Wednesday, September 16, 2009
“Moribund Obesity”: Palliative care diagnosis or poorly chosen label?
I’ve always had a fascination with how certain phrases influence practice and how established terms frame and reinforce provider attitudes toward the individuals they care for. I recently began exploring the experience of nursing home life among obese residents, and in a literature search came across Deepak Gupta’s letter the editor “Moribund Obesity as a Palliative Care Diagnosis.” Now, add to my list of questionable palliative care related diagnoses (presently including: psychogenic mortality, failure to thrive, organic brain disease, et al.) the newly coined “moribund obesity.” At the risk of oversimplifying, a morbidly obese individual achieves moribund status when usual interventions to reduce or control obesity fail as a result of some insurmountable barrier or collection of barriers—physical, psychological, social or spiritual. Most distressing in the article, suggested spiritual barriers include “inadequate self-control and the spiritual pain that comes from feeling worthless or abandoned by God.” I don’t know why, but I bristled when I read this. Perhaps it’s my reading a “blame the victim” subtext into this, or perhaps it’s that this seems to downplay the complexity of overeating, and emerging science suggesting neuro-physiological processes that may parallel addiction.
The adjective “moribund” runs the risk of becoming a “line in the sand”, defining when palliative care becomes appropriate. In the most extreme scenario the “moribund obese” label becomes the green-light for palliative intervention and discontinuation of other therapies. In addition, we risk overlooking the need for palliative intervention periodically or continuously across the course of a refractory chronic condition. In the case of obesity, this may be long before the morbidly obese individual satisfies criteria to earn the “moribund obese” label.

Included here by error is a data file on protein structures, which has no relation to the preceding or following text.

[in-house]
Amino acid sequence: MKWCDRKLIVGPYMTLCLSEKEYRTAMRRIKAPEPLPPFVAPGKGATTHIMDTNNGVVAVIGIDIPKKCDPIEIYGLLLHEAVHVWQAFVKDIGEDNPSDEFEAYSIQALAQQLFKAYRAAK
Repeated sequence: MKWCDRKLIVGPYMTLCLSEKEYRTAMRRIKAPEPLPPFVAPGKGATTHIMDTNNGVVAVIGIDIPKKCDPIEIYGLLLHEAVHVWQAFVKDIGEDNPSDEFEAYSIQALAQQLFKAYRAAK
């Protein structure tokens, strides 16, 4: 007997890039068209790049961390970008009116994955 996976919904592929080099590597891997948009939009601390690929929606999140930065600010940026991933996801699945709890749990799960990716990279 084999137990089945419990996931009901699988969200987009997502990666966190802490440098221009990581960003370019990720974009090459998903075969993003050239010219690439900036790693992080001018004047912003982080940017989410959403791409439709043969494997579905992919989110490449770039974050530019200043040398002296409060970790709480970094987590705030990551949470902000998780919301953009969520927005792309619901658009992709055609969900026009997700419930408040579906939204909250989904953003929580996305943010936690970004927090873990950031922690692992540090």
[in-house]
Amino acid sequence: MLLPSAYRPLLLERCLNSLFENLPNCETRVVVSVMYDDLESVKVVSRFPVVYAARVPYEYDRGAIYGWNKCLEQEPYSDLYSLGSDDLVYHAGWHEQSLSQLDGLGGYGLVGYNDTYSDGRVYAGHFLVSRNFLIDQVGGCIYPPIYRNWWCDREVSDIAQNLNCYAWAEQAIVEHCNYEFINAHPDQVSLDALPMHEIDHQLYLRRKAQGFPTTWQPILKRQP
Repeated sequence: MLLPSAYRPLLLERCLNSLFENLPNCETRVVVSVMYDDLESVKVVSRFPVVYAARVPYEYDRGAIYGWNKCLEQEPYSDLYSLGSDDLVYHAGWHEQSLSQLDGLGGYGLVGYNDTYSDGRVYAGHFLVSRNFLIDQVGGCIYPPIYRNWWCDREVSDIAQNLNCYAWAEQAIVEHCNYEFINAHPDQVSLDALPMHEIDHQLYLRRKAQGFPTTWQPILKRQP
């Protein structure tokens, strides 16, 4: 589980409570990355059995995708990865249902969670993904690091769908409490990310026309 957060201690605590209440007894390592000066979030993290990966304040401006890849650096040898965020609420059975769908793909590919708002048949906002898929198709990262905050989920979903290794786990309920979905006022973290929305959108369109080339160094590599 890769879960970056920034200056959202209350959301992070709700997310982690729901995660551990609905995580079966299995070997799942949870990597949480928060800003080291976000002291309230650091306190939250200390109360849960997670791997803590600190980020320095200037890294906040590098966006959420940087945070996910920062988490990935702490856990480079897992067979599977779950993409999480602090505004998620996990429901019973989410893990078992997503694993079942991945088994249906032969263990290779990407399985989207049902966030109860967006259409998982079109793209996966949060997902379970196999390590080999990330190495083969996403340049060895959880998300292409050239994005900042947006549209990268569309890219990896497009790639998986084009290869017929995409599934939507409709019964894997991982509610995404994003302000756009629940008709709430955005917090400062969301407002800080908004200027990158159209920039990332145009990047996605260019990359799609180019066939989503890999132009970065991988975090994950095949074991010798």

In all fairness, the tenor of Gupta’s commentary suggests a call to recognize the complexity of chronic refractory obesity and the need for palliative intervention. The reality is that most of our knowledge about the palliative care needs in morbidly obese individuals is based on anecdote. There are few studies that have documented the range of their palliative care needs or provided direction for comprehensive intervention. Complex, long standing, multifactorial conditions with poorly understood etiologies are often the most challenging to manage. They are often characterized by good days and bad days, by periods of remission and exacerbation—some explained, some not. We often attempt to capture these conditions using imprecise terms (e.g. failure to thrive) which may satisfy the need to diagnose but often result in suspending additional assessments vital to an effective palliative care plan. I am not sure that inventing a new term (moribund obesity) that attempts to capture when someone has crossed an ill defined line on the way to mortality is helpful. In the end such classification may have the undesired effect of relegating a sub-population of complex, chronically obese individuals to a palliative “island of misfit toys.” Perhaps a better tack is to banish “moribund obesity” to the “island of misfit terms.”